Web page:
Moringa oleifera Oil Production

Seed collection

This involves the collection of the fruits of Moringa oleifera and drying it. The drying process stimulates the opening of the fruits to release seeds embedded inside. The seeds were separated from the chaffs and other impurities. This Preparation is very important since any impurity in the seeds will eventually reflect on the oil extracted.




Table 4.1: Proximate composition Moringa oleifera seed oil





It reveals that Moringa oleifera seed is a good source of protein and carbohydrates and mineral. For this reason, it can be a substitute for children suffering from malnutrition. The physicochemical properties of the obtained oil indicate yellow colour with free fatty acid, peroxide value and iodine value to be within permissible range of Food Agriculture Organization, likewise World Health Organization Standard for edible oil. The oil is good for both domestic and industrial uses.



  • Abdulkarim, S. M, Lai, O. M, Muhammad, S. K. S, Long, K and Ghazali, H. M (2005). Some physico-chemical properties of Moringa oleifera seed oil extracted using solvent and aqueous enzymatic methods. Food Chem. 93, 253-263.
  • Abdulkarim, S.M., Lai, O.M., Muhammad, S.K.S., Long, K. and Ghazali, H.M. (2006). Use of enzymes to enhance oil recovery during aqueous extraction of Moringa oleifera seed oil. J. Food Lipids 13, 113-130.
  • Abdulkarim, S.M., Lai, O.M., Muhammad, S.K.S., Long, K. and Ghazali, H.M. (2007a). Oleic acid enhancement of Moringa oleifera seed oil by enzymatic transesterification and fractionation. ASEAN Food J. 14, 89-100.
  • Abdulkarim, S.M., Lai, O.M., Muhammad, S.K.S., Long, K. and Ghazali, H.M. (2007b). Frying quality and stability of high-oleic Moringa oleifera seed oil in comparison with other vegetable oils. Food Chem. 105, 1382-1389.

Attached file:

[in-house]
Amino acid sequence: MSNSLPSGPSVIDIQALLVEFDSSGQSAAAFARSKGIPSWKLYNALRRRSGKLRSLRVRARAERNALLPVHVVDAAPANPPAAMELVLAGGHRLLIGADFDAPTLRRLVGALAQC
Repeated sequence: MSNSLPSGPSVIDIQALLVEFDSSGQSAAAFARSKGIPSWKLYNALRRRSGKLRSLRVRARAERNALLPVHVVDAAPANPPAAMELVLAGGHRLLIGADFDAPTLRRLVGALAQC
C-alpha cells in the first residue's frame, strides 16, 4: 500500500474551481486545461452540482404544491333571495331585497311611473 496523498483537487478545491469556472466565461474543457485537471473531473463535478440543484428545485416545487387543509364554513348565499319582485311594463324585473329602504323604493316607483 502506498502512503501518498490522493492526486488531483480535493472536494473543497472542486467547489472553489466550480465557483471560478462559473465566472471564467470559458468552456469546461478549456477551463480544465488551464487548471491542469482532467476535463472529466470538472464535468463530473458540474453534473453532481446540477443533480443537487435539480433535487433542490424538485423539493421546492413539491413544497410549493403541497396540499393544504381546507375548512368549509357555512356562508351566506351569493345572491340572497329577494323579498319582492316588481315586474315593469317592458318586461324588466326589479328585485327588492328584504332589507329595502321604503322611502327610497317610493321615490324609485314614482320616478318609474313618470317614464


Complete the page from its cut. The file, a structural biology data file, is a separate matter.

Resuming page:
• Abe, R. and Ohtani, K. (2013). An ethnobotanical study of medicinal plants and traditional therapies on Batan Island, the Philippines. Journal of Ethnopharmacology145:554-565.
  • Agoyi, E.E., Assogbadjo, A.E., Gouwakinnou, G., Okou, F.A.Y. and Sinsin, B. (2014). Ethnobotanical assessment of Moringa oleifera in the Southern Benin (West Africa). Ethnobotany Research and Applications 12:551-560.
  • Allman-Farinelli, M.A., Gomes, K., Favaloro, E.J. and Petocz, P. (2005). Diet rich in higholeic-acid sunflower oil favorably alters low-density lipoprotein cholesterol, triglycerides, and Factor VII coagulant activity. J Am Diet Assoc. 105, 1071-1079.
  • Animashaun, J.O. and Toye, A.A. (2013). Feasibility analysis of leaf-based Moringa oleifera plantation in the Nigerian Guinea Savannah: Case study of University of Ilorin Moringa plantation. Agrosearch 13(3):218- 231.
  • Ansari, M.M. and Kumar, S.D. (2012). Fortification of Food and Beverages with Phytonutrients. Food and Public Health 2(6):241-253. doi: 10.5923/j.fph.2012 0206.09.
  • Anwar, F and Bhanger, M.I. (2003).Analytical characterization of Moringa oleifera seed oil grown in temperate regions of Pakistan. J. Agric. Food Chem. 51, 6558-6563.
  • Anwar, F., Ashraf, M. and Bhanger, M.I. (2005). Interprovenance variation in the composition of Moringa oleifera oilseeds from Pakistan. J Am Oil Chem Soc;82:45–51.
WeCreativez WhatsApp Support
Our customer support team is here to answer your questions. Ask us anything!